Writer/comedian Jaboukie Young-White performs stand-up set at SDSU

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Writer/comedian Jaboukie Young-White performs stand-up set at SDSU

Stephan Early

Stephan Early

Stephan Early

by Stephan Early, Staff Writer

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The Daily Show comedian Jaboukie Young-White brought his subtle and nuanced style of comedy to an intimate yet enthusiastic crowd at San Diego State on Friday, April 19.  

“The crowd was just the right size for him to share his very personal stories and for him to really perceive how the crowd was reacting,” journalism and media studies sophomore Poh Tai said. “He was so candid in the way he shared and was very relatable.”

Students in Montezuma Hall at the Conrad Prebys Student Union gave the comedian a warm welcome as he began his show. As a Daily Show correspondent, stand-up comedian, social media personality and writer for shows like “American Vandal” and “Big Mouth,” Young-White has garnered a significant fanbase, and he opened the show with big laughs.

His explanation on modern feminism was accompanied by slides of the Knowles sisters. He joked that singer Beyoncé Knowles was the mother of modern feminism, while her sister Solange was the point of reference for modern black feminism. This set the tone for Young-White’s non-conformist and unique brand of joke-telling.

The crowd resonated with stories of how he tired of hearing comedians tell unoriginal stories about their girlfriends, and offered his take on what it’s was like being a young gay comedian in Hollywood.

“I had tried doing stand-up so many times at open mic nights where a 38-year-old alcoholic white guy would just get on stage and be like, ‘My f—ing girlfriend is always on her period!’”  White said. “It was so bad. I could not engage with that.”

He recalled auditions and castings where the characters he was reading for were written as either stereotypical “gay besties” with oversexed and creepy personalities, or “bro’d up” but with the exact same dialogue.  

Young-White’s promotion of inclusion and intersectionality were messages students said they found both funny and refreshing.  

“He likes to highlight on community-centered issues.” political science junior Carla Celis-Arellano said. “Right now that’s very important because things are so divided especially with what happened here recently with the vandalizing of the Black Resource Center.”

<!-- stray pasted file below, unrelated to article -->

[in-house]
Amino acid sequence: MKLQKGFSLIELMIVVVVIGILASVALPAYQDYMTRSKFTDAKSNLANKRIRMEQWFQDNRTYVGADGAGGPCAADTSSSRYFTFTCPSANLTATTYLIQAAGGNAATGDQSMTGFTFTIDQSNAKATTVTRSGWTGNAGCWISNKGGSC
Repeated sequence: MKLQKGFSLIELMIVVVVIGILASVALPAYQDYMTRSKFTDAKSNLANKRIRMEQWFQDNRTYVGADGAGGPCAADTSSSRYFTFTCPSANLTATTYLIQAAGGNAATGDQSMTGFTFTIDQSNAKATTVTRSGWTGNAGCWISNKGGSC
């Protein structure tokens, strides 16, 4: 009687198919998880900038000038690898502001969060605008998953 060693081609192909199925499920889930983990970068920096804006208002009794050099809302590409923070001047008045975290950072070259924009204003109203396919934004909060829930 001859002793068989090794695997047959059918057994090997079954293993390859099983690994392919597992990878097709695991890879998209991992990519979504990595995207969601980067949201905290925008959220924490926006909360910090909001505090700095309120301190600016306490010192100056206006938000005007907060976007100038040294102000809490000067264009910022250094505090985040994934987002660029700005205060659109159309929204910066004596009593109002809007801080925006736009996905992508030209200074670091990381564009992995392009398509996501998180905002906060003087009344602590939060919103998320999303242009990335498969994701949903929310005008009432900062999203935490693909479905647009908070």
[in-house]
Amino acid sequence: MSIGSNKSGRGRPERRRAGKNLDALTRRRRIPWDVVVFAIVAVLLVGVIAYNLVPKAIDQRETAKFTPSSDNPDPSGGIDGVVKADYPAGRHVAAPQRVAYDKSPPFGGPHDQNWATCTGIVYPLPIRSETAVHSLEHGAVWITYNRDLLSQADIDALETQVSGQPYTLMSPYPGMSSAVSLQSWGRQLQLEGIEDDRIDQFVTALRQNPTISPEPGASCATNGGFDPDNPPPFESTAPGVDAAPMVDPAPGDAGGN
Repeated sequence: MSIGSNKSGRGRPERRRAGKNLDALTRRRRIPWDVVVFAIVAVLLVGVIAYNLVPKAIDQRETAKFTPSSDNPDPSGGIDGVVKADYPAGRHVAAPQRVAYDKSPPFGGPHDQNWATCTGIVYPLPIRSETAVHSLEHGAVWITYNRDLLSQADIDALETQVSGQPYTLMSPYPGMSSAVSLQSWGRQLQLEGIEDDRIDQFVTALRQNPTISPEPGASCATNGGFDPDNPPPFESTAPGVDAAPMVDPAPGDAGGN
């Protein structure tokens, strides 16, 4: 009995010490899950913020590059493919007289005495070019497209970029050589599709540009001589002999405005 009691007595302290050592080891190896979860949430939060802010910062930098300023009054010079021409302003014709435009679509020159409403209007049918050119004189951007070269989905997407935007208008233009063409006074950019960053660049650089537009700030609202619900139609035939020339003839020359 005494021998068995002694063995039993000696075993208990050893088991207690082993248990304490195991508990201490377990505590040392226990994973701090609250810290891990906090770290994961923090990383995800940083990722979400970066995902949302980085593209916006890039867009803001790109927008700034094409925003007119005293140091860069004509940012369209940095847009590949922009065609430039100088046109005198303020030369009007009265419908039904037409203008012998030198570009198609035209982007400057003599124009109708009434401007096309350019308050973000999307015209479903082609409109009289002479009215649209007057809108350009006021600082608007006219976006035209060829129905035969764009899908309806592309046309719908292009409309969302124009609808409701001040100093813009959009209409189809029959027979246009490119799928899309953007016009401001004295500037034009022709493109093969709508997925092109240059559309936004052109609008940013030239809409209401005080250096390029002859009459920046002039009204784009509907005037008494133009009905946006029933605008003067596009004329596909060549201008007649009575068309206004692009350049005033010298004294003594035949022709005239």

Celis-Arellano continued to say that having a person of color with a platform like this helps diffuse tension and gives people someone to look up to.

His appearance also seemed to serve as a stress reliever for students experiencing the crunch of upcoming finals.

“Puppies are cool, but I need reality and jokes,” hospitality senior Zoe Gonzales said. “It really recharged me because we got to laugh it out and now I can get back to work.”

Young-White told jokes about sexual orientation as well, referring to how one of his brothers identifies as bisexual and his other brother identifies as heterosexual.

“It was really nice to have a queer person of color here in the theater because I like to see representation in the shows that I go to,” sociology Senior Bianca Herrera said. “I felt like it was not only an affirming space, but he’s hilarious too.”

Stories of Twitter trolls, gunpoint robberies and which insects he believed were definitely gay were all punchlines and were equally met with laughter. He even made jokes when the cordless mics he was using stopped working three times during his set.

“I wonder how many of these I can get up here,” Young-White said, as he gestured to the numerous microphones laid out at his feet.

While his set was well-received, students also appreciated when he took time to hold a Q&A session after the show. He fielded questions about working with other comedians and how his career started, keeping all of his answers both entertaining and informational.

He answered one question about how he knew comedy was his calling with an anecdote detailing a performance he gave during a school production of “The Miracle Worker,” the story of Helen Keller and Anne Sullivan. He had a line in which he had to throw a chair and say “Not my favorite chair!” Young-White said he reveled in the laughs he got from that, and he has been chasing the high of getting big laughs ever since then.

“I knew I was going to do this forever.” Young-White said.

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